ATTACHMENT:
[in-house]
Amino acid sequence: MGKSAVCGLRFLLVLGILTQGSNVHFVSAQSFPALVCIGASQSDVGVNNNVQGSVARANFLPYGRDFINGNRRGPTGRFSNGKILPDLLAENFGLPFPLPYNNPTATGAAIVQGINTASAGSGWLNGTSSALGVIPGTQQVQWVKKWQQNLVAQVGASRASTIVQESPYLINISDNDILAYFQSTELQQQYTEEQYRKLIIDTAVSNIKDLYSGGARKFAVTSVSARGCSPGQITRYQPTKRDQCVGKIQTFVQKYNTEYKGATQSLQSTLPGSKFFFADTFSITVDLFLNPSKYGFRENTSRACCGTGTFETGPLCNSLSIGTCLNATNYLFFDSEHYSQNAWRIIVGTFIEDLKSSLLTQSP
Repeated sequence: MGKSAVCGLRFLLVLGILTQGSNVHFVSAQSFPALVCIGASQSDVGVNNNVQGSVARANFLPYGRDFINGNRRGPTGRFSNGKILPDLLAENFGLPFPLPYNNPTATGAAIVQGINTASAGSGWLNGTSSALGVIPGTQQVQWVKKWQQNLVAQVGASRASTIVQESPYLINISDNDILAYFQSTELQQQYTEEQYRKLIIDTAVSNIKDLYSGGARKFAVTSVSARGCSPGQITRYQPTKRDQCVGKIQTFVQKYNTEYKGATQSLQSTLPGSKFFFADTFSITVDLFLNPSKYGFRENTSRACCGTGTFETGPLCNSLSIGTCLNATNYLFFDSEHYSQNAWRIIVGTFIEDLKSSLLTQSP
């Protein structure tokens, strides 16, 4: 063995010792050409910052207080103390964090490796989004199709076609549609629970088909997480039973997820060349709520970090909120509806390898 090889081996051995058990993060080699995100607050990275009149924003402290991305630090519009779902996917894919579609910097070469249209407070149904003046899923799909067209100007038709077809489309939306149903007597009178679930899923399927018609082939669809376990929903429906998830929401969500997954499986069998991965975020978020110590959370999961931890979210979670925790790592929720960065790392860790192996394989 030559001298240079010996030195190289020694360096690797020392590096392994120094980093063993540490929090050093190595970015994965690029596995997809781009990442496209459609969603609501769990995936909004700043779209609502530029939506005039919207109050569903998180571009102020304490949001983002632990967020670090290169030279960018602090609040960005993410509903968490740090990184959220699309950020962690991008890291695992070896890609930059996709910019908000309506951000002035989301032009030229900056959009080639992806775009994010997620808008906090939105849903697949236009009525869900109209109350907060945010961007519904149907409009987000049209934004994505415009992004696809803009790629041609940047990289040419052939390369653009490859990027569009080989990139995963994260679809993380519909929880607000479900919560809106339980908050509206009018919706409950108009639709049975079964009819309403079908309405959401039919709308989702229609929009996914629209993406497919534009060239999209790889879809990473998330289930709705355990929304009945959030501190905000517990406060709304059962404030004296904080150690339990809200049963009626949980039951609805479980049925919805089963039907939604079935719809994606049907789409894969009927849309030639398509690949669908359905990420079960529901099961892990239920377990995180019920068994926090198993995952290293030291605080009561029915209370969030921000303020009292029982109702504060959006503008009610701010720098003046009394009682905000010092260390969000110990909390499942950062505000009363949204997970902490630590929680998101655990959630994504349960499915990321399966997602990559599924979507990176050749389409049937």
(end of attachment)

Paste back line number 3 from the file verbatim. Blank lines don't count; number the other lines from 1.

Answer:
Repeated sequence: MGKSAVCGLRFLLVLGILTQGSNVHFVSAQSFPALVCIGASQSDVGVNNNVQGSVARANFLPYGRDFINGNRRGPTGRFSNGKILPDLLAENFGLPFPLPYNNPTATGAAIVQGINTASAGSGWLNGTSSALGVIPGTQQVQWVKKWQQNLVAQVGASRASTIVQESPYLINISDNDILAYFQSTELQQQYTEEQYRKLIIDTAVSNIKDLYSGGARKFAVTSVSARGCSPGQITRYQPTKRDQCVGKIQTFVQKYNTEYKGATQSLQSTLPGSKFFFADTFSITVDLFLNPSKYGFRENTSRACCGTGTFETGPLCNSLSIGTCLNATNYLFFDSEHYSQNAWRIIVGTFIEDLKSSLLTQSP